Sep 062009
 

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Watch where you anchor in Singapore and keep away from subsea cables is the message from the Maritime and Port Authority of Singapore in a recent meeting with P&I Clubs.

Says Gard Norway: “Vessels not anchoring within Singapore port limits are, for commercial reasons, opting to anchor in outer port
limit areas, OPL. The East and West OPL areas used for anchoring are, however, rather narrow spaces situated between the port limits and the traffic separation scheme, TSS, through the Singapore Strait. These areas are becoming very congested, being popular with owners for the purposes of bunkering, taking supplies, change of crew, repairs or just waiting for cargo operations. Due to the congestion, some anchored vessels are straying into the TSS, and are thus violating the International Regulations for the Prevention of Collisions at Sea, COLREGs.

“The MPA states that vessels in breach of COLREG Rule 10 (g) by anchoring in the TSS are being reported to their respective flag administrations. It appears from the vessels having been reported, that Singapore authorities also seem to report vessels anchored in Precautionary Areas for being in breach of COLREG.

When it comes to bunkering at Singapore, and the tendency to bunker in OPL areas, it should be noted that the risks factors concerning both bunker quality and quantity have been considered higher in OPL areas than from suppliers operating within the much more regulated port limits.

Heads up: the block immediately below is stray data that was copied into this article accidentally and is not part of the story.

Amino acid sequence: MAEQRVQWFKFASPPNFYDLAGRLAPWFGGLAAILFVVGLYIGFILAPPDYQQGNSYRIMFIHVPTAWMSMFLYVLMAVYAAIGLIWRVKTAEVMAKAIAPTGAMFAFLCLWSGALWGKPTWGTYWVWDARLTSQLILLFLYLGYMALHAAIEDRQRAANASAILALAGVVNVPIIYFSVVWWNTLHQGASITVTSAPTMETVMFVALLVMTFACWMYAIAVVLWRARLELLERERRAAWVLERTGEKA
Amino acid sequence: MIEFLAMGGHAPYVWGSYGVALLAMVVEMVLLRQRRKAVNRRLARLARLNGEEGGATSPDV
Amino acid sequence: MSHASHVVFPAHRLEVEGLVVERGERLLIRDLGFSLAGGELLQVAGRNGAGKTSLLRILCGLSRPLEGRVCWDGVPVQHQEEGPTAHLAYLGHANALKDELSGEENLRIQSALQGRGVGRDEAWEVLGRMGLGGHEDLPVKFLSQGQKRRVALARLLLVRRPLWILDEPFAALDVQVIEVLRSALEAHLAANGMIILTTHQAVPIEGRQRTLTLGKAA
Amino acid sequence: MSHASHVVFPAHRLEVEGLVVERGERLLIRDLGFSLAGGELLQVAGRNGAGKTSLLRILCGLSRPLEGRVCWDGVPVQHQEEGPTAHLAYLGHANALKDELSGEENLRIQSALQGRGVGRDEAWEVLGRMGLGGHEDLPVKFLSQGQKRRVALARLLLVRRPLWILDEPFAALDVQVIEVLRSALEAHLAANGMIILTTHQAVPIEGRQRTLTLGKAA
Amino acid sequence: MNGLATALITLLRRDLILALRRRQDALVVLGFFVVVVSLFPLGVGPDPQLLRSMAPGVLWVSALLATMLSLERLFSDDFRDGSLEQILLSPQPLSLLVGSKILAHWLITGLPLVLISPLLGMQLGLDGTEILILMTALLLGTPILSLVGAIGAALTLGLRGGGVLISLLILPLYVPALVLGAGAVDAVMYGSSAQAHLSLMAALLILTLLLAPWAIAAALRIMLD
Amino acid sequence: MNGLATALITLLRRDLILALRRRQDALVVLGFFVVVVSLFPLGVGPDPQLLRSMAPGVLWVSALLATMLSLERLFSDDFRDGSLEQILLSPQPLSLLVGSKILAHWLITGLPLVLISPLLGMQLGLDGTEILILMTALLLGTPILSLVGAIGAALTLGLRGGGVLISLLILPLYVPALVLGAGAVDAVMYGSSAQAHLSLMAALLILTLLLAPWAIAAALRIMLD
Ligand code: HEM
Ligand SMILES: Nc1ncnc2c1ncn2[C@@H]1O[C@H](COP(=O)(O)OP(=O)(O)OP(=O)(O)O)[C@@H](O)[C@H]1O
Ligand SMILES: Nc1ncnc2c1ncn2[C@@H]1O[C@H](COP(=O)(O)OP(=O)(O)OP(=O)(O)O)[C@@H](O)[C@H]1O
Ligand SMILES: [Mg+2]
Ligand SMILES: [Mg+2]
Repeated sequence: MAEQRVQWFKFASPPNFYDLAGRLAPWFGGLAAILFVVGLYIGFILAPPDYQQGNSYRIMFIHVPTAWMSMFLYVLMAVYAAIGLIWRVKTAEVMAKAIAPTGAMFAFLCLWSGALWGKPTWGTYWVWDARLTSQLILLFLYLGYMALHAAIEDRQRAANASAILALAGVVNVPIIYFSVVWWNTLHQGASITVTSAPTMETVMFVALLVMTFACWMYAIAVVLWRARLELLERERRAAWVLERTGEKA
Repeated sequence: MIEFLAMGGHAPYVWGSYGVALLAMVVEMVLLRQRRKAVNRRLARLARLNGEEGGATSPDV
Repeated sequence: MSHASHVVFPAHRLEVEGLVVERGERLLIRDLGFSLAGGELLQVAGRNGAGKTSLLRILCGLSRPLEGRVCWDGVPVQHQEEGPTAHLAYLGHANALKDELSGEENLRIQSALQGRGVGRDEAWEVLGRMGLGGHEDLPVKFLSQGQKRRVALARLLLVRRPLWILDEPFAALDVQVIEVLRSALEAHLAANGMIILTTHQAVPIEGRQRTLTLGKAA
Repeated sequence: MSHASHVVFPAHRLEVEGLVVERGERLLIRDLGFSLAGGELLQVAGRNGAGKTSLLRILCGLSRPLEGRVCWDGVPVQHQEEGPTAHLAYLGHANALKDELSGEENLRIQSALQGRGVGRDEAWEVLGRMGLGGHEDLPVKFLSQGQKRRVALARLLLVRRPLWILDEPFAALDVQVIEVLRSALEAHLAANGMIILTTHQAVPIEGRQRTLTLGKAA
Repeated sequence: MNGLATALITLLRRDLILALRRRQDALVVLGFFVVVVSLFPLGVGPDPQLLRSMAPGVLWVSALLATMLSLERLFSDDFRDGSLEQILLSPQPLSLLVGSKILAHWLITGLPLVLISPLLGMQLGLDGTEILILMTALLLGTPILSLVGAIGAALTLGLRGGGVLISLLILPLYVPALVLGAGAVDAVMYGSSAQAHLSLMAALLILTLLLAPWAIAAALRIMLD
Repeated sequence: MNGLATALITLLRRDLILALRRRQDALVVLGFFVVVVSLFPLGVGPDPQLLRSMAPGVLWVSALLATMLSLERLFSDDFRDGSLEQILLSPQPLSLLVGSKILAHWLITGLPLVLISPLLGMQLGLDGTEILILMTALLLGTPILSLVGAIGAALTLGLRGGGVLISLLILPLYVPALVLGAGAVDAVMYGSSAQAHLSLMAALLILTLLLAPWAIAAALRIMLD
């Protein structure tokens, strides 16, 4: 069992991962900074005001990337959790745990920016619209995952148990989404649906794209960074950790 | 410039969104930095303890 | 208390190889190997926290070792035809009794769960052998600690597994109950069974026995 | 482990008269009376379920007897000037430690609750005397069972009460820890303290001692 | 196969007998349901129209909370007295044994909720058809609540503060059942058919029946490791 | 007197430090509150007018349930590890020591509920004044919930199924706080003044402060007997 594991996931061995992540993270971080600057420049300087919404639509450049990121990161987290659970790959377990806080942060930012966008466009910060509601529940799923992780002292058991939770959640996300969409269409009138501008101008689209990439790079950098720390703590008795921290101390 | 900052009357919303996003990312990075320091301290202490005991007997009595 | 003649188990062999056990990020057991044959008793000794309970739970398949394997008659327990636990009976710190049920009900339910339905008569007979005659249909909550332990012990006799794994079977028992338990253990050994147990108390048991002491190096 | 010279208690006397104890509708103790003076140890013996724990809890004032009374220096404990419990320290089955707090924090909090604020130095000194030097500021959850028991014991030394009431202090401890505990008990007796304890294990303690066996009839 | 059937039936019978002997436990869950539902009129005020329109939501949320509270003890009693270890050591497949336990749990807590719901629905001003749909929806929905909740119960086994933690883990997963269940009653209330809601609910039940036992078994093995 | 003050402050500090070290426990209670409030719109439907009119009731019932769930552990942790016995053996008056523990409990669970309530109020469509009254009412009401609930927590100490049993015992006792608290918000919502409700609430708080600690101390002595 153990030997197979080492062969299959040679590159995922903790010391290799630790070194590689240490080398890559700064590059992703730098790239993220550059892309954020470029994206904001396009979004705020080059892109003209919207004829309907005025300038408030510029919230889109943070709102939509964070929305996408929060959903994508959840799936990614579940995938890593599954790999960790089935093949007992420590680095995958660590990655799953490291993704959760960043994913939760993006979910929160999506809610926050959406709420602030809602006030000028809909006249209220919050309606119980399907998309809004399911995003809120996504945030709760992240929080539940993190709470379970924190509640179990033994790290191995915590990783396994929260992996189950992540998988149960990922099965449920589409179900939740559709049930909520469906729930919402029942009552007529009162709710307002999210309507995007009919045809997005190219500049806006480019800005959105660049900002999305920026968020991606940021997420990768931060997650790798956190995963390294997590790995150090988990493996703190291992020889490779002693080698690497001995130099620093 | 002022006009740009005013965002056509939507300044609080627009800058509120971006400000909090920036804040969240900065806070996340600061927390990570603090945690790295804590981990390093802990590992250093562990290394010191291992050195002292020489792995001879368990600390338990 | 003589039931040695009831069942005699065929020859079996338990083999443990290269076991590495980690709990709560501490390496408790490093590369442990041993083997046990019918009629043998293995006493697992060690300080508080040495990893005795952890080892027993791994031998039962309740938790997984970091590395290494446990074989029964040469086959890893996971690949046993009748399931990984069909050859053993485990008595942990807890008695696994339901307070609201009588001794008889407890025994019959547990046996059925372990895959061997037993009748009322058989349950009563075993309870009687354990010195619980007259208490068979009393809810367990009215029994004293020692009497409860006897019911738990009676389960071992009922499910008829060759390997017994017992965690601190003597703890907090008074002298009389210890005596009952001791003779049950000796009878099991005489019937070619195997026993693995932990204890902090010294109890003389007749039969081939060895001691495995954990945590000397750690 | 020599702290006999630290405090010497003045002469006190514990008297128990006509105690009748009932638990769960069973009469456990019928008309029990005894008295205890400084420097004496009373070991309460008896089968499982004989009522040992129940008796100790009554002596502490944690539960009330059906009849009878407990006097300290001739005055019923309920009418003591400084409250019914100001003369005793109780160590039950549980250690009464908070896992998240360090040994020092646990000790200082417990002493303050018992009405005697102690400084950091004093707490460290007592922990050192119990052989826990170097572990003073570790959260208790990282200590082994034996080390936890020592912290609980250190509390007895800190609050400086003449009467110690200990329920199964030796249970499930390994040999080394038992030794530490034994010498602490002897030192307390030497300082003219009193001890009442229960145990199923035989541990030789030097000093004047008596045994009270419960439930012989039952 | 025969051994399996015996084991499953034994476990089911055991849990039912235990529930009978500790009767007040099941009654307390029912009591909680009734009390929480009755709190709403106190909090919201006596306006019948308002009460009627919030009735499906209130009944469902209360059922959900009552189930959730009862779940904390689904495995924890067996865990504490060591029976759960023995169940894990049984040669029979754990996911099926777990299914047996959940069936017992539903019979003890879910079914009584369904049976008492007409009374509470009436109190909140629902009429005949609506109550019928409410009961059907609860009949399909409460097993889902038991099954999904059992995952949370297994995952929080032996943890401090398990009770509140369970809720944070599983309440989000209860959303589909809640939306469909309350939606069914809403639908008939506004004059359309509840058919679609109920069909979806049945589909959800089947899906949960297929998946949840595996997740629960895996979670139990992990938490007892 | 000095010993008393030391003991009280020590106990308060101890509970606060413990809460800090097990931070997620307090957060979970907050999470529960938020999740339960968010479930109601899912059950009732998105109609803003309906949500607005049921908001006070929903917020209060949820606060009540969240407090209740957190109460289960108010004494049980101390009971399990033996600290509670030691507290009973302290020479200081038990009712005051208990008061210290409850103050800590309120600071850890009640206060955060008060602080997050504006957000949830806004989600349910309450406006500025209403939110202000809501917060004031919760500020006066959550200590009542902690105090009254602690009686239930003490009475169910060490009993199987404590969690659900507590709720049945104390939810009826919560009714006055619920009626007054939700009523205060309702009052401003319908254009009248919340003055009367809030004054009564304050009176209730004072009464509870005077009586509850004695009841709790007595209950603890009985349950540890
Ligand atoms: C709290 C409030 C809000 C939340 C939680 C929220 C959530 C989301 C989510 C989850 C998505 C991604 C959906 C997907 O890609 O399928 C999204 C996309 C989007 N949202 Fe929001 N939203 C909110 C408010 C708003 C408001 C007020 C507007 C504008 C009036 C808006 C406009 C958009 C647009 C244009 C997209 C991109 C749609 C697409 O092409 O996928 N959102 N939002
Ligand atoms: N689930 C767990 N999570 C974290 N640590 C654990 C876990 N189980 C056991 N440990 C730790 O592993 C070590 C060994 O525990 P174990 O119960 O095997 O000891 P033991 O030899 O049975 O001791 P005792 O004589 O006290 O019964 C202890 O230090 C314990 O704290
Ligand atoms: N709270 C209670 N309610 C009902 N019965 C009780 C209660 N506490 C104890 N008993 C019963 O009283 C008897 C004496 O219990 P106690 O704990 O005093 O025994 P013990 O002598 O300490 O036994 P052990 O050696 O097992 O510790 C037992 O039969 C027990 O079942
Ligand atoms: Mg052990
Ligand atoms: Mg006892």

There are also two bunker anchorages in the western sector of the Singapore Port, located conveniently close to the TSS, where vessels of 20,000 GT and above, staying less than 24 hours, may take bunkers at reduced port dues. Vessels other than gas tankers and chemical tankers, with a draft of 11.5 metres or less, may also be exempted from compulsory pilotage at these bunkering stations.

The MPA has also pointed to several instances of damage to subsea cables by incorrect anchoring and has alerted the P&I Clubs to this problem. When a vessel is anchoring too close to charted cables and pipelines, the owners of the cables/pipelines are informed of the vessel’s particulars, to enable them to make a claim against the vessel, should any damage occur.

OPL is a ‘loose’ term, but the Eastern OPL is considered bound to the north by Johore Port limits and to the south by the westbound TSS. It should be noted that this 5 mile long area is very narrow and there are several submarine cables running the length of it.

”We have also been advised that the MPA is in discussion with Malaysian and Indonesian port authorities, in order to reach an agreement for vessels anchoring in the TSS, or damaging subsea cables and pipelines, to be penalised by the State having jurisdiction over the area.”

So be careful with the cable guy.

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